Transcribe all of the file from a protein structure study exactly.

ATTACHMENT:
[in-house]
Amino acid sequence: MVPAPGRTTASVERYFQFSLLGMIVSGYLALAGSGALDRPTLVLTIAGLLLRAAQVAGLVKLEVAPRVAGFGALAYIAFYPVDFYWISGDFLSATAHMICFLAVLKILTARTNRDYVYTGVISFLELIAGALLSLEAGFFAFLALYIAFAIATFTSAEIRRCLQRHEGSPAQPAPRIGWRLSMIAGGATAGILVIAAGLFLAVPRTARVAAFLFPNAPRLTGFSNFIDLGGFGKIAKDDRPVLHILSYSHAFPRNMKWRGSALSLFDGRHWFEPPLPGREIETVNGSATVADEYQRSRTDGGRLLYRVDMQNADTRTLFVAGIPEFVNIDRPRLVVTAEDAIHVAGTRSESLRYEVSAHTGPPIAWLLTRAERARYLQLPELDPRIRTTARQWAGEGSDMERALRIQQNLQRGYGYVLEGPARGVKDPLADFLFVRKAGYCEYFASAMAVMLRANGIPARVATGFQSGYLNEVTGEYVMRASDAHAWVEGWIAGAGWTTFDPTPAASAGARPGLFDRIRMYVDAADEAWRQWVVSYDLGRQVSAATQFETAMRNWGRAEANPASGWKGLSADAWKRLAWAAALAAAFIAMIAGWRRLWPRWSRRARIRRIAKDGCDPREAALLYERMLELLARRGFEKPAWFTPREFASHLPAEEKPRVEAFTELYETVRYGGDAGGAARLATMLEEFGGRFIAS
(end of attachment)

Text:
[in-house]
Amino acid sequence: MVPAPGRTTASVERYFQFSLLGMIVSGYLALAGSGALDRPTLVLTIAGLLLRAAQVAGLVKLEVAPRVAGFGALAYIAFYPVDFYWISGDFLSATAHMICFLAVLKILTARTNRDYVYTGVISFLELIAGALLSLEAGFFAFLALYIAFAIATFTSAEIRRCLQRHEGSPAQPAPRIGWRLSMIAGGATAGILVIAAGLFLAVPRTARVAAFLFPNAPRLTGFSNFIDLGGFGKIAKDDRPVLHILSYSHAFPRNMKWRGSALSLFDGRHWFEPPLPGREIETVNGSATVADEYQRSRTDGGRLLYRVDMQNADTRTLFVAGIPEFVNIDRPRLVVTAEDAIHVAGTRSESLRYEVSAHTGPPIAWLLTRAERARYLQLPELDPRIRTTARQWAGEGSDMERALRIQQNLQRGYGYVLEGPARGVKDPLADFLFVRKAGYCEYFASAMAVMLRANGIPARVATGFQSGYLNEVTGEYVMRASDAHAWVEGWIAGAGWTTFDPTPAASAGARPGLFDRIRMYVDAADEAWRQWVVSYDLGRQVSAATQFETAMRNWGRAEANPASGWKGLSADAWKRLAWAAALAAAFIAMIAGWRRLWPRWSRRARIRRIAKDGCDPREAALLYERMLELLARRGFEKPAWFTPREFASHLPAEEKPRVEAFTELYETVRYGGDAGGAARLATMLEEFGGRFIAS